If you're reading this blog, chances are you have intentions to do good in the world. But do you ever take a step back to question your intentions? The Poisonwood Bible is a fascinating read that can help you do just that.
Sunday, July 04, 2010
Barbara Kingsolver's novel is set in the Congo, where Reverend Nathan Price relocates his family with the intention to save souls. Each chapter is written from the perspective of Nathan's wife or one of his four daughters. From their narratives, it is clear that some of the girls look at the Reverend with awe, some with disgust, with some conflicted between the two. At least that's how it was in the beginning...
Over time, it becomes obvious that Reverend Price has his priorities confused. His family members imply that Nathan believes he is doing the Lord's will in the Congo. However, the actions that they document demonstrate a stubborn pride on Nathan's part, paired with an ignorant certainty that everything he does and says is right. He rules over his family as an unloving tyrant, and he preaches hellfire and damnation to the community with an attitude devoid of patience, mercy, or grace. Unsurprisingly, any goodwill from his family or the community at the beginning of his mission fades to nothing over time. When Mobutu's regime takes over in the Congo, Nathan ignores the counsel of family members and financial supporters to flee the country. Within short order, the country becomes a hell on earth for many inhabitants, not least of all the Prices.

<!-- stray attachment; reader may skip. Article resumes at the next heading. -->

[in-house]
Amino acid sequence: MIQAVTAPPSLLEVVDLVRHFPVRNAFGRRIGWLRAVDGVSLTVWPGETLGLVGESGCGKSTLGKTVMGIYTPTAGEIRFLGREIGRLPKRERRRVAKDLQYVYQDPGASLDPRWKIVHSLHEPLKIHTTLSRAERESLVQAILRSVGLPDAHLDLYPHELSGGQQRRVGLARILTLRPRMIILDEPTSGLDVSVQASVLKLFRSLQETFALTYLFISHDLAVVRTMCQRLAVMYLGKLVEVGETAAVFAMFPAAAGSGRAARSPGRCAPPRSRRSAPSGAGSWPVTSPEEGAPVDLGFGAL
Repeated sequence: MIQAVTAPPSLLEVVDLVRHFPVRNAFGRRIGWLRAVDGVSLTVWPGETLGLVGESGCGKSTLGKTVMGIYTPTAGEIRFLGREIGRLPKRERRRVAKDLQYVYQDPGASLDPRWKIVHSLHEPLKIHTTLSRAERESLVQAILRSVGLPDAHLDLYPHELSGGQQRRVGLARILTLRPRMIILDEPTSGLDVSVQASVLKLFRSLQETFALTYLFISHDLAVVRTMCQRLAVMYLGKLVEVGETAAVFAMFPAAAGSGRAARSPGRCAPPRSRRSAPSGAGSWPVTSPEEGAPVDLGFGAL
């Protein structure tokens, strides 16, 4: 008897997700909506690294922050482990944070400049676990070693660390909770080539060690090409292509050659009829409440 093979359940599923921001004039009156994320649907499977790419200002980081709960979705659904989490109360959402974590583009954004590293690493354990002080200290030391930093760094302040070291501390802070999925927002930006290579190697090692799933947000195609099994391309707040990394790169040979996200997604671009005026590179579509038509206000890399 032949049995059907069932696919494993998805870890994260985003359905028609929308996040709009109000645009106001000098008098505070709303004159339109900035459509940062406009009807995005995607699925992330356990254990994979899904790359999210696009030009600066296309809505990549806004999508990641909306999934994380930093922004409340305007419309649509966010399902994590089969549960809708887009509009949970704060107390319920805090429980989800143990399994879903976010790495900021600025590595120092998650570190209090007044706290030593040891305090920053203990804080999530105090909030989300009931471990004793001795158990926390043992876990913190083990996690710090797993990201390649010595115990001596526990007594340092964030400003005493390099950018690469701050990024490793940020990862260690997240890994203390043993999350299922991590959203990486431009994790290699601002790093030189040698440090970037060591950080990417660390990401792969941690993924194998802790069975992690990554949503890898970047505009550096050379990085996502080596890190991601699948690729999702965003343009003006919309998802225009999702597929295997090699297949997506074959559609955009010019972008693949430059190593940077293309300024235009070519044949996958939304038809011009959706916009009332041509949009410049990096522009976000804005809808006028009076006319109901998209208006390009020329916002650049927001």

Hopefully few of us can relate closely to Nathan Price. However, we are all imperfect, and despite our once pure intentions we can all lose sight of what we hope to accomplish, instead vainly pursuing the wrong goal. Pride is a particularly dangerous fault, because the more of it we possess, the less likely we are to acknowledge any need for self-reflection or change.
I recommend The Poisonwood Bible for anyone who has ever aspired to make a positive difference in the world.